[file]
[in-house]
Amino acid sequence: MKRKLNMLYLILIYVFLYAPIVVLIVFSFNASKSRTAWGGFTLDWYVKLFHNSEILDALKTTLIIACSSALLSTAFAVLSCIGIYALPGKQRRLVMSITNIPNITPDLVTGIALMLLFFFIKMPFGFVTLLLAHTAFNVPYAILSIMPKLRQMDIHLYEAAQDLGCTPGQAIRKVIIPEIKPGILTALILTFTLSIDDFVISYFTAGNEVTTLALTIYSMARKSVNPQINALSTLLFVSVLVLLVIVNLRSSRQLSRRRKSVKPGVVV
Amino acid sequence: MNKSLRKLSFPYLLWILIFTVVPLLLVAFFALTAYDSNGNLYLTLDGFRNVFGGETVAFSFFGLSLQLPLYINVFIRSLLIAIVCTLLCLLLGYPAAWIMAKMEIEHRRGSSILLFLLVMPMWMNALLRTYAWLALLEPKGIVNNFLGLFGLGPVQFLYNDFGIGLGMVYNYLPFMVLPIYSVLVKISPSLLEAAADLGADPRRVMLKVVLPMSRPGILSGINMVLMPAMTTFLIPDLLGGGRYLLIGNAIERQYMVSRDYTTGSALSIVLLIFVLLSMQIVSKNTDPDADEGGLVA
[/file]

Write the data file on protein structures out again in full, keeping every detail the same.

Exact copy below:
[in-house]
Amino acid sequence: MKRKLNMLYLILIYVFLYAPIVVLIVFSFNASKSRTAWGGFTLDWYVKLFHNSEILDALKTTLIIACSSALLSTAFAVLSCIGIYALPGKQRRLVMSITNIPNITPDLVTGIALMLLFFFIKMPFGFVTLLLAHTAFNVPYAILSIMPKLRQMDIHLYEAAQDLGCTPGQAIRKVIIPEIKPGILTALILTFTLSIDDFVISYFTAGNEVTTLALTIYSMARKSVNPQINALSTLLFVSVLVLLVIVNLRSSRQLSRRRKSVKPGVVV
Amino acid sequence: MNKSLRKLSFPYLLWILIFTVVPLLLVAFFALTAYDSNGNLYLTLDGFRNVFGGETVAFSFFGLSLQLPLYINVFIRSLLIAIVCTLLCLLLGYPAAWIMAKMEIEHRRGSSILLFLLVMPMWMNALLRTYAWLALLEPKGIVNNFLGLFGLGPVQFLYNDFGIGLGMVYNYLPFMVLPIYSVLVKISPSLLEAAADLGADPRRVMLKVVLPMSRPGILSGINMVLMPAMTTFLIPDLLGGGRYLLIGNAIERQYMVSRDYTTGSALSIVLLIFVLLSMQIVSKNTDPDADEGGLVA